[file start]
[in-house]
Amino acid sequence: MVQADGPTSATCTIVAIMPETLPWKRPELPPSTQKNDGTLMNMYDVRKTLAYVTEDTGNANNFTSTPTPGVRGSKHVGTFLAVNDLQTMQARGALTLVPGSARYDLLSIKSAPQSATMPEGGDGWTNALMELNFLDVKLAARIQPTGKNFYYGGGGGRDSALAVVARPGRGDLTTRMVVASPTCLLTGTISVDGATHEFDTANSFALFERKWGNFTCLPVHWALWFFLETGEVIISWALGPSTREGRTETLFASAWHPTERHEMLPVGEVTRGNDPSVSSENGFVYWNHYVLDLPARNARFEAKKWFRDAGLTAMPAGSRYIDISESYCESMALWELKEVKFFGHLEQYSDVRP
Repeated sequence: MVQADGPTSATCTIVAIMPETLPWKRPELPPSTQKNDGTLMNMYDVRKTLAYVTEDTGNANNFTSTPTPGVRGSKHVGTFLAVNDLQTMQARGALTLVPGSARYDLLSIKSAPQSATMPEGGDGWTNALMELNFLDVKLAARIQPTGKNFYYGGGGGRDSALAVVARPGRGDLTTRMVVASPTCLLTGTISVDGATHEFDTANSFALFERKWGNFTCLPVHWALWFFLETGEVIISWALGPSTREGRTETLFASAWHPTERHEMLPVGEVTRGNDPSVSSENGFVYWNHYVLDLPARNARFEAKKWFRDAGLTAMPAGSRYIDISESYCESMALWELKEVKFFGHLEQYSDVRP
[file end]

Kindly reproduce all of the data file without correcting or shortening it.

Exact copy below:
[in-house]
Amino acid sequence: MVQADGPTSATCTIVAIMPETLPWKRPELPPSTQKNDGTLMNMYDVRKTLAYVTEDTGNANNFTSTPTPGVRGSKHVGTFLAVNDLQTMQARGALTLVPGSARYDLLSIKSAPQSATMPEGGDGWTNALMELNFLDVKLAARIQPTGKNFYYGGGGGRDSALAVVARPGRGDLTTRMVVASPTCLLTGTISVDGATHEFDTANSFALFERKWGNFTCLPVHWALWFFLETGEVIISWALGPSTREGRTETLFASAWHPTERHEMLPVGEVTRGNDPSVSSENGFVYWNHYVLDLPARNARFEAKKWFRDAGLTAMPAGSRYIDISESYCESMALWELKEVKFFGHLEQYSDVRP
Repeated sequence: MVQADGPTSATCTIVAIMPETLPWKRPELPPSTQKNDGTLMNMYDVRKTLAYVTEDTGNANNFTSTPTPGVRGSKHVGTFLAVNDLQTMQARGALTLVPGSARYDLLSIKSAPQSATMPEGGDGWTNALMELNFLDVKLAARIQPTGKNFYYGGGGGRDSALAVVARPGRGDLTTRMVVASPTCLLTGTISVDGATHEFDTANSFALFERKWGNFTCLPVHWALWFFLETGEVIISWALGPSTREGRTETLFASAWHPTERHEMLPVGEVTRGNDPSVSSENGFVYWNHYVLDLPARNARFEAKKWFRDAGLTAMPAGSRYIDISESYCESMALWELKEVKFFGHLEQYSDVRP